Yes, he will be missed | AspenTimes.com

Yes, he will be missed

Andy Stone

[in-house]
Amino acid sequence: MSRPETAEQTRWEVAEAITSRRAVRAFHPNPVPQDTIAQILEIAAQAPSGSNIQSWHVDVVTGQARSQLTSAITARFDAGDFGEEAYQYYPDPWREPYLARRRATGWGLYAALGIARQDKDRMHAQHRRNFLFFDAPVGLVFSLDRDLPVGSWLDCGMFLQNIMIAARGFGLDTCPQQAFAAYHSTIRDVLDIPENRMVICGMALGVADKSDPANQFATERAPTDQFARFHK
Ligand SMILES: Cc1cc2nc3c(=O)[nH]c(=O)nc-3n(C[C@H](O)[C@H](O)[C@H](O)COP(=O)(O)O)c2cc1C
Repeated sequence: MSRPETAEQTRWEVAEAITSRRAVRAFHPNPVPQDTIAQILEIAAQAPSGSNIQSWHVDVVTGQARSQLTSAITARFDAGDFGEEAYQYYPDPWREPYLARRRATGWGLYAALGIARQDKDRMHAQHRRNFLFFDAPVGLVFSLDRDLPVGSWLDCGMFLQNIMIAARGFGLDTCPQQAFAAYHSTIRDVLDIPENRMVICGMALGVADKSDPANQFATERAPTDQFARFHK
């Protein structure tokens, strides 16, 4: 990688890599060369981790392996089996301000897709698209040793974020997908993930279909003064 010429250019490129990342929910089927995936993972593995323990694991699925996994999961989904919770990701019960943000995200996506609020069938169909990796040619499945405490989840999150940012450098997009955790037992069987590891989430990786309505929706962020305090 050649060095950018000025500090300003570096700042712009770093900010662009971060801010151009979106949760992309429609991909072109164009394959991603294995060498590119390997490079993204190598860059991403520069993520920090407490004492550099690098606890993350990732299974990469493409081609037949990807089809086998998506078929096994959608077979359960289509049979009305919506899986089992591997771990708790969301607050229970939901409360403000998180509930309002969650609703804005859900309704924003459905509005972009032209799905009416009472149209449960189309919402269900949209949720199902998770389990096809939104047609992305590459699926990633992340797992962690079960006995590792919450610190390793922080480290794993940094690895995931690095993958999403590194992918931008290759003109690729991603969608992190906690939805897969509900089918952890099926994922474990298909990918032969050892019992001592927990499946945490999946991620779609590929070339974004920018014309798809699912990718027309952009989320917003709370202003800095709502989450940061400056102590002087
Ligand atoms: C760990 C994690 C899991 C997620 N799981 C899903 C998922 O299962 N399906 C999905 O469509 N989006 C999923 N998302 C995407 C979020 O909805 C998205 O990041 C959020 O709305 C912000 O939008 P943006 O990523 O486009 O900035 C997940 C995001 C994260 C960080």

Scott Edmondson will be missed.He will be missed by those who knew him and loved him – and, curiously, I have to say I’m not quite part of that group. I knew Scott, sure, but not all that well. We’d say hello whenever we passed. Maybe stop and chat for a minute, but that was all. So I can’t say I knew him well enough to love him – but I knew him well enough to truly admire him. I suspect it was hard for anyone to know Scott Edmondson and not admire him.But Scott will be missed by more than just those who knew him. Aspen itself – the core and the soul and the spirit of this town – will miss Scott Edmondson.I know that sounds a little sappy and I apologize for that to all of you and, most of all, to Scott. Because Scott wasn’t a sappy kind of guy. Oh, I’m sure he had plenty of those moments – and those who knew him far better than I can probably testify to that. But Scott was someone with a large, active spirit who really loved his life.Scott was an extraordinary combination: a true mountaineer, expert skier and climber … and middle school teacher. I know people he inspired as a teacher, people who credit him for spurring them on to serious intellectual and personal achievement.But he combined that inspirational quality with the ability to cut loose and ski hell for leather down Ajax or a demanding backcountry peak in midwinter.He was one hell of a guy.Now, as I said, right at the beginning, I didn’t really know Scott all that well. So I can’t spin inspiring and amusing stories about him for the rest of this column.But that’s OK, because my real point goes beyond that.My real point is that Scott will be missed by the town itself. His rare combination of qualities and abilities will be terribly hard to replace.I’ve already talked about those qualities and abilities, but let’s stop and go through them again.He was a teacher – “a superb teacher,” in the words of one of his colleagues – who taught with rigor and discipline. His students really learned.And he was a teacher who inspired his students, teaching them lessons about life, ethics and values.He was a top-notch athlete, a mountaineer, skier and climber – and, almost in passing, a nationally ranked bicycle racer.In short: body, mind and spirit.I don’t know whether Scott would appreciate this – he might just guffaw – but he was a true, and rare, embodiment of that Aspen Idea we all love to go on about.And he embodied that Idea the way it was supposed to be – in real life, doing the things he loved.These days, the Aspen Idea has become more a matter of “appreciating,” than “doing.” We go to see great art and listen to great intellectuals. And as for that “body” business, well, too many of us think that means riding our bikes down to the Woody Creek Tavern for lunch or taking the gondola up Aspen Mountain for one run down before lunch at the Little Nell.But Scott really lived all of it. He didn’t just appreciate the life of the mind and spirit; he got down in the trenches and slugged it out – teaching and inspiring … not just students, but middle-school students. That’s serious business.And his mountaineering was serious business too. He climbed and skied challenging peaks all over the state and all around the world.But when I say serious business, that doesn’t mean he was grim about it.That’s the great, overlooked thing about that fancy Aspen Idea. When you put it all together – body, mind and spirit – in one, very real person, you wind up with a just plain great guy. No pretensions. No put-ons. Fun to talk to. Fun to be with.That’s the Aspen Idea.That was Scott Edmondson.He will be missed.Andy Stone is former editor of The Aspen Times. His e-mail address is andy@aspentimes.com.